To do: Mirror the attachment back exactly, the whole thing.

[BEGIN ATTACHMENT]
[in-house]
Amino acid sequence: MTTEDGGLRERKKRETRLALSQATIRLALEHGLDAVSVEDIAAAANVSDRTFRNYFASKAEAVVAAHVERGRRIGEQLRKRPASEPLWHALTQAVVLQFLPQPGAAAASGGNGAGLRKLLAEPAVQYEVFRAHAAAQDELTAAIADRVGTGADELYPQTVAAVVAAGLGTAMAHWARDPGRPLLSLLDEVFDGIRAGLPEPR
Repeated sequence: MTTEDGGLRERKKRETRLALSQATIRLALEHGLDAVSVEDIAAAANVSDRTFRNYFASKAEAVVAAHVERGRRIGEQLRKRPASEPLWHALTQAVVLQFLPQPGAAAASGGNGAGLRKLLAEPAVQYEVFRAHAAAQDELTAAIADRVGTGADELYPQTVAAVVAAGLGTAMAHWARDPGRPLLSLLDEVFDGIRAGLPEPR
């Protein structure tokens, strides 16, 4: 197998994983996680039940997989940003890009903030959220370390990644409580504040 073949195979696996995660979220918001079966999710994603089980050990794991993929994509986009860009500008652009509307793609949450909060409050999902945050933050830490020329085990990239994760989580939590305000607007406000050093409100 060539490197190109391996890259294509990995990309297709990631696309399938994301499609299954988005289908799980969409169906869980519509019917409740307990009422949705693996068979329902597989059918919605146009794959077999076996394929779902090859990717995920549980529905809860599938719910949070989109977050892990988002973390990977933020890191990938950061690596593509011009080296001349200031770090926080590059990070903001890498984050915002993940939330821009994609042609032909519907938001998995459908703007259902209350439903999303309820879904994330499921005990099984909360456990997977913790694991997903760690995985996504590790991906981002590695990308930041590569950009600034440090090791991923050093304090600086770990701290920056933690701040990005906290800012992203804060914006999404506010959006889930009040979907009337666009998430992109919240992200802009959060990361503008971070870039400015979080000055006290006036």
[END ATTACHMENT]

[in-house]
Amino acid sequence: MTTEDGGLRERKKRETRLALSQATIRLALEHGLDAVSVEDIAAAANVSDRTFRNYFASKAEAVVAAHVERGRRIGEQLRKRPASEPLWHALTQAVVLQFLPQPGAAAASGGNGAGLRKLLAEPAVQYEVFRAHAAAQDELTAAIADRVGTGADELYPQTVAAVVAAGLGTAMAHWARDPGRPLLSLLDEVFDGIRAGLPEPR
Repeated sequence: MTTEDGGLRERKKRETRLALSQATIRLALEHGLDAVSVEDIAAAANVSDRTFRNYFASKAEAVVAAHVERGRRIGEQLRKRPASEPLWHALTQAVVLQFLPQPGAAAASGGNGAGLRKLLAEPAVQYEVFRAHAAAQDELTAAIADRVGTGADELYPQTVAAVVAAGLGTAMAHWARDPGRPLLSLLDEVFDGIRAGLPEPR
């Protein structure tokens, strides 16, 4: 197998994983996680039940997989940003890009903030959220370390990644409580504040 073949195979696996995660979220918001079966999710994603089980050990794991993929994509986009860009500008652009509307793609949450909060409050999902945050933050830490020329085990990239994760989580939590305000607007406000050093409100 060539490197190109391996890259294509990995990309297709990631696309399938994301499609299954988005289908799980969409169906869980519509019917409740307990009422949705693996068979329902597989059918919605146009794959077999076996394929779902090859990717995920549980529905809860599938719910949070989109977050892990988002973390990977933020890191990938950061690596593509011009080296001349200031770090926080590059990070903001890498984050915002993940939330821009994609042609032909519907938001998995459908703007259902209350439903999303309820879904994330499921005990099984909360456990997977913790694991997903760690995985996504590790991906981002590695990308930041590569950009600034440090090791991923050093304090600086770990701290920056933690701040990005906290800012992203804060914006999404506010959006889930009040979907009337666009998430992109919240992200802009959060990361503008971070870039400015979080000055006290006036």